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Introducing The Bouvier des Flandres

The Bouvier des Flandres in Brief

The legacy of the Bouvier has produced many admirable qualities in this breed. He is a square, powerfully built dog, rugged and formidable in appearance. His harsh double coat protects him in all types of weather; his keen sense of smell and watchful gaze make him a most suitable farm dog. (He thrives on plenty of room to work and exercise, but he is not an "outdoor dog"; he must live with his loving people -- his "flock," his "pack".) He is agile, alert and intelligent, with character of great spirit and fearlessness; yet, he is serene in disposition, and has an even temperament.

Today, the Bouvier des Flandres acts as a farm dog, family friend, protector, shepherd, and guide dog for the blind or hearing impaired. His intelligence, sense of threat discrimination and keen scent qualifies many Bouviers to excel in police work, tracking and drug detection.

Owning a Bouvier, like many dogs, requires patience, love, a lot of grooming, a willingness to exercise the dog and pay for regular health care, a desire to have a companion who follows you around the house keeping an eye on you, and a commitment to complete at least one set of good obedience classes.

Taken from History of the Bouvier des Flandres - Origin: Belgium

 

Cross-Breeding Bouviers Position Statement

The American Bouvier des Flandres Club is dedicated to the health and welfare of the Bouvier des Flandres breed, and conserving the original breed function . . . that of a "farm dog, family friend, protector, shepherd, and guide dog for the blind or hearing impaired. His intelligence, sense of threat discrimination and keen scent qualifies many Bouviers to excel in police work, tracking and drug detection.” A purebred dog, in general, offers to his owner the likelihood that he will be a specific size, shape, color and temperament.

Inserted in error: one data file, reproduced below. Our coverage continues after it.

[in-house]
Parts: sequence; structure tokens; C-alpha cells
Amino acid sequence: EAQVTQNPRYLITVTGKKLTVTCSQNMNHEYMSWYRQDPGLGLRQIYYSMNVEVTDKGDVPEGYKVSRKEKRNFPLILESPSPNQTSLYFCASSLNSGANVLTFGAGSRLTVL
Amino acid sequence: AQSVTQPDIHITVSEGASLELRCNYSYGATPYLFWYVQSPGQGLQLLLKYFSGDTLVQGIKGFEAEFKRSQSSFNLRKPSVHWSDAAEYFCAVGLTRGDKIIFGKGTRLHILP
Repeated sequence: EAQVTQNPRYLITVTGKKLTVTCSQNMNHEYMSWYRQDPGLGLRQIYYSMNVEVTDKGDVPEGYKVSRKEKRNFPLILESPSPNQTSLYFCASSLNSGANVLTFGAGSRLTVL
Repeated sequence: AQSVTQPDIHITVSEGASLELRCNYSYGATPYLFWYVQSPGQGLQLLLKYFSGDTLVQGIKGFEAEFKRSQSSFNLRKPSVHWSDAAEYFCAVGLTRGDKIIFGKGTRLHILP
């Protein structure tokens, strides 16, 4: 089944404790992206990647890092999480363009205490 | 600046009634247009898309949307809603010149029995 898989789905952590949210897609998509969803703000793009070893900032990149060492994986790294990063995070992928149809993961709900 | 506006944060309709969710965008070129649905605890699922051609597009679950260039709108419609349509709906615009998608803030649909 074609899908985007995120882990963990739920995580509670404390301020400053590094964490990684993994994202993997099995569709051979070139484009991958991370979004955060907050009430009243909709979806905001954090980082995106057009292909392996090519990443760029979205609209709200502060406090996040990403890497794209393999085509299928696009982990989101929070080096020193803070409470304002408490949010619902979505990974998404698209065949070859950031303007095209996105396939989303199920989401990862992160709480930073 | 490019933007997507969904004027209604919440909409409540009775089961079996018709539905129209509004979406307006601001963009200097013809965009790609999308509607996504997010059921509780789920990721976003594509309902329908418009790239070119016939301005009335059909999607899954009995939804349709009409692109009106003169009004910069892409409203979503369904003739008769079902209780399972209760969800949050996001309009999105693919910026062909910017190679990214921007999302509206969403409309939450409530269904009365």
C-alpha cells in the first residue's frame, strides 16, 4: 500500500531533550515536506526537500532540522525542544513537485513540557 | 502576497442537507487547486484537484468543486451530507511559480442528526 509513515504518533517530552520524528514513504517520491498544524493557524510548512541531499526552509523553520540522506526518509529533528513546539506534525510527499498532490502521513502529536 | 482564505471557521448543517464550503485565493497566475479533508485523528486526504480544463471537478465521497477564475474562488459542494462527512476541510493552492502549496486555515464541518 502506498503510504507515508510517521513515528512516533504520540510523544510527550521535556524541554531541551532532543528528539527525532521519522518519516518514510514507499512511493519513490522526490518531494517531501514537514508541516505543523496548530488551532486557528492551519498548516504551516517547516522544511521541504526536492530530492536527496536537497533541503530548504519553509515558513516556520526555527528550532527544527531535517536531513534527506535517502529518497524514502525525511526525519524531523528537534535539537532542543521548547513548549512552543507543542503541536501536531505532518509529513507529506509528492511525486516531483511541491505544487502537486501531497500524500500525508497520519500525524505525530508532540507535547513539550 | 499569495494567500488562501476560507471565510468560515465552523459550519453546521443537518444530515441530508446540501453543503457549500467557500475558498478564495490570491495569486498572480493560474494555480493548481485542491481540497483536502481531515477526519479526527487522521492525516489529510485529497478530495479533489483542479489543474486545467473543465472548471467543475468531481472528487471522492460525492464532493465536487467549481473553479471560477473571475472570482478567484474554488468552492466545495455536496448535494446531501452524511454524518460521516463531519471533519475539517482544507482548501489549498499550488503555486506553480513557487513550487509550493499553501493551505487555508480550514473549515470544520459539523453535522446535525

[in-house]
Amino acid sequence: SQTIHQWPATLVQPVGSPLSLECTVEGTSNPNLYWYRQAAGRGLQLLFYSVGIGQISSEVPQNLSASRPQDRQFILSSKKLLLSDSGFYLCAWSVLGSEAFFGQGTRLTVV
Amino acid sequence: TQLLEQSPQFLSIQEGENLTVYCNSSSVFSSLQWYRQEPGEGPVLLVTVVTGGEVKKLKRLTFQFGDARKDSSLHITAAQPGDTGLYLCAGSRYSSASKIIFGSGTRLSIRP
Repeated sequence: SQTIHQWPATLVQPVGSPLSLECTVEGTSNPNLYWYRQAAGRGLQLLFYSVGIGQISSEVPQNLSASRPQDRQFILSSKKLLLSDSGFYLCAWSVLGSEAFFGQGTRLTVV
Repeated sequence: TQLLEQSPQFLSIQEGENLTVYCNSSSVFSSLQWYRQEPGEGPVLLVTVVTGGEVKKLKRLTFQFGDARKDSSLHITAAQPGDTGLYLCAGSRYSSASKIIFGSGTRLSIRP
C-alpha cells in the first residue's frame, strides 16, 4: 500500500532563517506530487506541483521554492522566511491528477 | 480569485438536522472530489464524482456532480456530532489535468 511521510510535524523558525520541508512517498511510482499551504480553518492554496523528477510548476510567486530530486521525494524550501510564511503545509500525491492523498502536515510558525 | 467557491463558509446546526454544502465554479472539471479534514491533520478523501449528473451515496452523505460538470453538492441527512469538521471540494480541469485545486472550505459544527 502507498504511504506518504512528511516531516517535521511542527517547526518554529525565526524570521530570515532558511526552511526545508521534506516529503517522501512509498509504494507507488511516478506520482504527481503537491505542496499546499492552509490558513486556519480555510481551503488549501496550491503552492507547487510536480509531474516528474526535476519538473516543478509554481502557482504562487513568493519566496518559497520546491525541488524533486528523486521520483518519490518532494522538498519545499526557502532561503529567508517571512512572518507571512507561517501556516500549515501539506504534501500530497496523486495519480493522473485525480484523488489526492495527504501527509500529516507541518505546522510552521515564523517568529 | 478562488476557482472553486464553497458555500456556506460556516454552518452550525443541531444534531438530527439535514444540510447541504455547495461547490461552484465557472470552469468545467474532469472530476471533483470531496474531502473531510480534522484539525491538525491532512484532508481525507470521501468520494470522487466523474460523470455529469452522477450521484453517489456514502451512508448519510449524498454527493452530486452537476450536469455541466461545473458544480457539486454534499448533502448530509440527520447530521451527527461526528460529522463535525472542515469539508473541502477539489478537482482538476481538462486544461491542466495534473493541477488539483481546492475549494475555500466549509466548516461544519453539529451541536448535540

The predictability of a breed comes from the selection for traits that are desirable, and avoiding the traits that are undesirable. When a breed standard or type is set, the animals within that breed have less heterozygosity than do animals in a random population. The Flandoodle or Bouvadoodle (cross between a Bouvier and a Poodle) or a Bernouviers (cross between a Bouvier and a Bernese Mountain Dog (BMD) are nothing more than expensive mongrels. Because the genetic makeup is diverse from the Poodle or Bernese genes and the Bouvier genes, the resultant first generation (F1) offspring is a complete genetic gamble. The dog may be any size, color, coat texture and temperament. Indeed, the Poodle may not shed, but the BMD that maybe bred with the Bouvier do shed. Their coat may be wiry or silky and may mat (or tangle). Body shape varies with parentage, but can be lanky and narrow or over-sized. Behavior varies with the dog and within a litter. Some puppies may express poodle-like or Bernese-like attitudes and others somewhat may be like the Bouvier.

The American Bouvier des Flandres Club is opposed to cross-breeding of any pure-bred dogs, and is particularly opposed to the deliberate crossing of Bouvier des Flandres with any other breed. These crossbreds are a deliberate attempt to mislead the public with the idea that there is an advantage to these “designer” dogs. The crossbred dogs are prone to ALL the genetic disease(s) of both breeds, and offer none of the advantages that owning a purebred dog can offer.

The American Bouvier des Flandres Club wishes to thank Frances O. Smith DVM, PhD, an officer of the Labrador Retriever Club, Inc. and a Diplomate American College of Theriogenology, and the Golden Retriever Club of America for the use of portions of their statement on cross-breeding pure-bred dogs. It is hoped that the posting of this information will educate the public in the dangers, and clear fallacies, associated with the purchase of so-called “designer” dogs.

 

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